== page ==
Brussels, 8 May 2008
Consumers: 50% of misleading airline
EU Consumer Commissioner Meglena Kuneva today
published the mid term report on an EU wide enforcement investigation -
involving 15 EU national authorities as well as Norway – against
misleading advertising and unfair practices on airline ticket selling websites.
The report shows that there are "serious and persistent consumer problems"
throughout the airline industry as a whole. 1 in 3 websites surveyed (137 out of
386 originally checked by the 13 reporting countries) have had to be followed up
with enforcement action over the last 7 months for breaches of EU consumer law.
Over 50% of those websites have been corrected during this time.
"It is unacceptable that 1 in 3 consumers going to book a plane ticket online
is being ripped off or mislead and confused", said EU Consumer Commissioner
Meglena Kuneva. This report shows there are serious and persistent problems with
ticket sales throughout the airline industry as a whole. I intend to work with
Member States to do everything possible to wrap up this investigation by May
1st next year. But these findings send a political signal we cannot
ignore. I hope operators have now realised the determination of the Commission
to act on behalf of consumers where it is necessary. My message to industry is
clear, act now or we will act. We will need to see credible evidence of
improvement to clean up these sales and marketing practices within the airline
sector by May 1st next year or we will be left with no choice but to
The Main Results
The Commission's mid term Report on the airline ticket investigation provides
a "snap shot" of the state of play of the enforcement work, based on the
available data for 13 countries, on Feb 22nd 2008. The investigation
focused on misleading pricing, availability of offers and unfair contract terms
(including pre-checked boxes, clear contract terms available in the language of
the consumer). The key findings are as follows:
- 1 in 3 websites have required follow up enforcement action for
breaches of consumer law.
- Many sites had multiple problems. The overall trends of problems
within the sector are as follows: misleading pricing has emerged as the
biggest problem, found in 58% of the sites under investigation; irregularities
related to contract terms were found in 49% of those sites (missing or
wrong language version, and pre-checked boxes for optional services). Problems
with non-availability of advertised offers appeared in 15% of the
- The problems exist across the airline industry as a whole –
airlines and tour operators (the distinction between so-called low fare and
traditional airlines is increasingly blurred in practice). Of the
79 sites being investigated because of problems of misleading pricing, 44
(56%) sites are airlines, 27 (34%) sites are travel agencies/tour operators, and
8 (10%) sites were other types such as price comparison sites. Of the 21
websites sites with problems to do with the availability of offers, 12 (57%)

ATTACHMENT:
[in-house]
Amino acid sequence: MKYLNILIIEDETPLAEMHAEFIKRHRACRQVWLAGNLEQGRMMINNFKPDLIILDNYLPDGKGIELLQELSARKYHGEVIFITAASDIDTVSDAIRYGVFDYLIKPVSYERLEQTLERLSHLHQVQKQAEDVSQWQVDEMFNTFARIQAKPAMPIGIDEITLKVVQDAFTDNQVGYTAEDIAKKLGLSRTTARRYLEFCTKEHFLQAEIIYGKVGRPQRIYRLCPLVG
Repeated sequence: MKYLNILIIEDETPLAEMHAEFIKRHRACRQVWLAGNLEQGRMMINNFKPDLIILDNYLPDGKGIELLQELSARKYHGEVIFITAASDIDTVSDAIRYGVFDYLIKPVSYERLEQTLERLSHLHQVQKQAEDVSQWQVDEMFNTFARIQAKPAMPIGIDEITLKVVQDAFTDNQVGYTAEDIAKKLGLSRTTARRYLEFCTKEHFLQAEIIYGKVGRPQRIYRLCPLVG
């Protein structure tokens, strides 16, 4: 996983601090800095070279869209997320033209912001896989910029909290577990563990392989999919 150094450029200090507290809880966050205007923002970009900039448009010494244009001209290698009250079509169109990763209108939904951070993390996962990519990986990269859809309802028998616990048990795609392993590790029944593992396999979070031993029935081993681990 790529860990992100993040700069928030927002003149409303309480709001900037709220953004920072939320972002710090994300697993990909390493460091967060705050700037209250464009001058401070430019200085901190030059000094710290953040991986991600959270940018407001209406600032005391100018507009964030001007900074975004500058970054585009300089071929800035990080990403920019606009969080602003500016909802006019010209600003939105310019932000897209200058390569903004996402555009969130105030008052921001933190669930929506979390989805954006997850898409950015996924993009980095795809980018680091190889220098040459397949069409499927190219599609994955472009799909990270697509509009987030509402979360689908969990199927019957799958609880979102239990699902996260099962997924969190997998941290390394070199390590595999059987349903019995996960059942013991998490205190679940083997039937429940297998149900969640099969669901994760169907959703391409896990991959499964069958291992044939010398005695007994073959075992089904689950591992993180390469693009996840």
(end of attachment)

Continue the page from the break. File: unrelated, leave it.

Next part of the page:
sites were airlines, 6 (28%) sites were travel agencies and 3 were "other". Of
the 67 sites being investigated for unfair contract terms, 26(39%) sites were
airlines, 34(51%) sites were travel agencies and 7(10%) sites were "other".
(Many sites had multiple problems so the statistics for problems is therefore
greater than the number of sites).
- The problems persist amongst a wide range of companies. The 137
websites under investigation represent about 80 companies – including
large brand names and lesser known companies.
- Enforcement has now passed 50%. The tables in the mid term report
(see summary table in attached memo) present the enforcement data as it stood on
Feb 22nd 2008. Since then, enforcement has continued and further
corrections have been made. Lithuania has reported that all the sites it flagged
with confirmed irregularities have now been corrected, an additional 13 sites.
This data puts the level of corrections at the end of April at over 50%.
- Enforcement levels for national and cross border enforcement differ
substantially. The report shows a 55% enforcement/correction rate (50 out of
90), for national sites, where authorities are dealing with companies based in
their own country. This compares to a 12% enforcement rate (5 out of 42) for
cross border cases, where national authorities are requesting assistance from an
authority in another country to enforce the law with a company based in that
- Transparency. Legal constraints prevent the majority of Member States
from publishing company names at this stage, while administrative or legal
proceedings are ongoing. This is a key issue for the future functioning of the
network. Norway and Sweden have made public lists of company websites under
investigation (see link below).
What happens next?
Enforcement work within the network will be intensified, with a view to a
further reporting back after 1st May 2009. The Commission will
monitor developments in the airline sector over the coming year and assess the
need for further action at that time. During 2008, updates on enforcement will
be posted on national websites which can be accessed via the Commission's
consumer affairs website.
sweep page http://ec.europa.eu/consumers/enforcement/sweep/index_en.htm